From Exodus to Redemption: The Meaning of Passover and the Feast of Unle...
As believers in Yeshua (Jesus) and followers of the God of Abraham, Isaac, and Jacob, we recognize the importance of the festivals outlined in Leviticus 23. These festivals, also known as moedim or appointed times, were given by God to the Israelites as a way to remember His faithfulness and provision.
Passover is the first of these festivals and is a time when we remember the redemption and deliverance that God provided for the Israelites in Egypt. As believers, we also remember the ultimate sacrifice of Yeshua as the Passover Lamb who took away the sin of the world. We celebrate this festival by participating in a Seder meal, which includes the symbolic elements of the Exodus story.
The Feast of Unleavened Bread follows Passover and is a reminder of the haste with which the Israelites left Egypt, and the importance of removing sin from our lives. We remove all leaven from our homes and eat unleavened bread during this time to symbolize our commitment to live a life free from sin.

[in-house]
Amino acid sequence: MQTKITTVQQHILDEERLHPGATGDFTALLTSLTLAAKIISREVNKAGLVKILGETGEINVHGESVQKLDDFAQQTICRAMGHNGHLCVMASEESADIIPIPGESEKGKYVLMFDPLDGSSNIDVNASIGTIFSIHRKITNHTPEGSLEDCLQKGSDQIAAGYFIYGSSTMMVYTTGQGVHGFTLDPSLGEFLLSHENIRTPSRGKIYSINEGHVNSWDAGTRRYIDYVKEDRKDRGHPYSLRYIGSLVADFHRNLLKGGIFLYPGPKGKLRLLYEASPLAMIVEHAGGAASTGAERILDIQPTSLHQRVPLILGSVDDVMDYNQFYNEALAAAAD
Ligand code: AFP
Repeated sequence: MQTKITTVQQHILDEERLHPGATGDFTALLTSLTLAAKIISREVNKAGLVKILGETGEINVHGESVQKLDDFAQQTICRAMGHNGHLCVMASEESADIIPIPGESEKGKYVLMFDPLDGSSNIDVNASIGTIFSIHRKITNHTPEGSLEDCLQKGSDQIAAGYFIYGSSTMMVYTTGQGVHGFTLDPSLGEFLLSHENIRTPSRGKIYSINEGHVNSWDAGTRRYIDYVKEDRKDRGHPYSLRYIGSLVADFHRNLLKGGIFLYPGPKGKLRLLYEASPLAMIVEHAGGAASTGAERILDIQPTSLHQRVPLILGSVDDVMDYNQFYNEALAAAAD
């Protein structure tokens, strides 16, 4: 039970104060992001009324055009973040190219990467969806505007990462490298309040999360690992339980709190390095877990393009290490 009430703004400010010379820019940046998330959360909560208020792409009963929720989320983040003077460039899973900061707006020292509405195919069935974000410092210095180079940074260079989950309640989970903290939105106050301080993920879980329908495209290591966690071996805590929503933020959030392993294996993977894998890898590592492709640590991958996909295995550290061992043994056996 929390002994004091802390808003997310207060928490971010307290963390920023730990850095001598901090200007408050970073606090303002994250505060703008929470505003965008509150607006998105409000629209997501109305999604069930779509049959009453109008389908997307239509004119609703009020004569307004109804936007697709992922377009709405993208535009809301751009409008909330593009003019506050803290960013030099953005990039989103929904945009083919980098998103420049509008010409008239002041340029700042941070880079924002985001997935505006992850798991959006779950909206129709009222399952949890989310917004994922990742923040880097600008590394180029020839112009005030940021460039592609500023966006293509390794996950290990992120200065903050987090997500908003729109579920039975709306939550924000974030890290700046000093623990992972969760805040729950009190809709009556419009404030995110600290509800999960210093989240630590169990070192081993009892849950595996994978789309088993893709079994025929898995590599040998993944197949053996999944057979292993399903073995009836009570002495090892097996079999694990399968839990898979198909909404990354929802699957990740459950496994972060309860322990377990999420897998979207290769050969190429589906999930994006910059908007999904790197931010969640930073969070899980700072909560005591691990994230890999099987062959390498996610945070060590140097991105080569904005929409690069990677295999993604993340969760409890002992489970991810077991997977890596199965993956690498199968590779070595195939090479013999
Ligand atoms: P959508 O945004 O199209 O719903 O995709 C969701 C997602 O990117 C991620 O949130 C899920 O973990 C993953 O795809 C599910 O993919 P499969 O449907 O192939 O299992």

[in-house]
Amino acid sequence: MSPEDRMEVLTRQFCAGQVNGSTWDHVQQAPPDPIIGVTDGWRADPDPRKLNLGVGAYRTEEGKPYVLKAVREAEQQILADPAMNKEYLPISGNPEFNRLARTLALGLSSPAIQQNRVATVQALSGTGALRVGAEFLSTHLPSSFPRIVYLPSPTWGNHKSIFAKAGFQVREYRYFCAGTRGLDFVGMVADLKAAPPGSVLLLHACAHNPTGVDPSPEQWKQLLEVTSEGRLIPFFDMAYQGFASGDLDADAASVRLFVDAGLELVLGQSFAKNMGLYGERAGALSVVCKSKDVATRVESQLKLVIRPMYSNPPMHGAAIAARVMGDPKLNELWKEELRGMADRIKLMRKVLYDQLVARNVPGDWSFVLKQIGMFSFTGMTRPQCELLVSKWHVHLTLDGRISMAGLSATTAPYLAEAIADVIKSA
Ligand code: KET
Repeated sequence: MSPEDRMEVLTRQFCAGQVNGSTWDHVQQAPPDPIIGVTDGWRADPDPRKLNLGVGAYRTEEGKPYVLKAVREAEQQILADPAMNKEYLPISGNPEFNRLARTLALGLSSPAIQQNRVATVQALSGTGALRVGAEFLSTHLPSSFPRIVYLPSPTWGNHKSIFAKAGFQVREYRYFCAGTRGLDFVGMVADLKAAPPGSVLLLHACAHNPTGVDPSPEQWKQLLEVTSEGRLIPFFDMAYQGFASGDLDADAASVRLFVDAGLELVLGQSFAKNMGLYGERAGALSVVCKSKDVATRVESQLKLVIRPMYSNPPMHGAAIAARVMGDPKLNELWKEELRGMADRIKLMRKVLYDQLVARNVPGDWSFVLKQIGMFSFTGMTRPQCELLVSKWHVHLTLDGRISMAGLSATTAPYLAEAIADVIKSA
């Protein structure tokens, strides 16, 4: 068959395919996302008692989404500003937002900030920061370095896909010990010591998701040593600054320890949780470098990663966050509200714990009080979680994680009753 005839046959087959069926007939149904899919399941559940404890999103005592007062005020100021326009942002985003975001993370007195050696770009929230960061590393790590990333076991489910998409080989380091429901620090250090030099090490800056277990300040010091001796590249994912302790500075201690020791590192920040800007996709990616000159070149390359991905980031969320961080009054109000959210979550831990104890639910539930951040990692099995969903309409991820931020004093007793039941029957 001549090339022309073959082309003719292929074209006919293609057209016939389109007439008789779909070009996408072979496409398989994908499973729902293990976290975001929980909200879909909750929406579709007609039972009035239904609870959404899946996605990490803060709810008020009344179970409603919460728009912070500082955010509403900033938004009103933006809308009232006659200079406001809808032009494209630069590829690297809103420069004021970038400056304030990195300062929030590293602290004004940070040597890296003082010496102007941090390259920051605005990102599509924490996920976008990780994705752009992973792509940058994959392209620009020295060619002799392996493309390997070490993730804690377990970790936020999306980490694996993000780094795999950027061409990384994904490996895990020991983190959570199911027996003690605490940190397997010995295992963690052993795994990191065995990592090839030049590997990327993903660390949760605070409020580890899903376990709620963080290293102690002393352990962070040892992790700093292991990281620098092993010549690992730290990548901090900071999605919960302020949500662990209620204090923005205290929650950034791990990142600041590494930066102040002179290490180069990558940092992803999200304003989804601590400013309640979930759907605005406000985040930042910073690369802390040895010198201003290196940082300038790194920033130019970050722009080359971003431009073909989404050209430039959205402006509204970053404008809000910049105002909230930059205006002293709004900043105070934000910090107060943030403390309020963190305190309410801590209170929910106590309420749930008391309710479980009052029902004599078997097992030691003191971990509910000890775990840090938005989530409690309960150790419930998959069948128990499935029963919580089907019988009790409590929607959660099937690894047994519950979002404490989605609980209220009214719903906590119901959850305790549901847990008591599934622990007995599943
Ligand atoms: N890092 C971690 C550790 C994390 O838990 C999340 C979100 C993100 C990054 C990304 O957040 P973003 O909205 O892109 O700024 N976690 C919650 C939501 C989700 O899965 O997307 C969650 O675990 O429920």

The Feast of Weeks (Shavuot or Pentecost) celebrates the giving of the Torah at Mount Sinai and the outpouring of the Holy Spirit on the early believers in Yeshua. This festival is a time of receiving God's Word afresh and seeking the infilling of His Spirit.
The fall festivals include the Feast of Trumpets, the Day of Atonement, and the Feast of Tabernacles. The Feast of Trumpets is a call to repentance and preparation for the Day of Atonement, when we seek forgiveness for our sins and reflect on our need for a Savior. The Feast of Tabernacles is a time of rejoicing and celebration, as we remember God's provision for the Israelites in the wilderness and look forward to the coming Kingdom of God.
As followers of Yeshua, we recognize the significance of these festivals in understanding God's plan of redemption and His faithfulness to His people. By observing these festivals, we deepen our understanding of God's Word and our relationship with Him.
Jim aka: MrBATMAN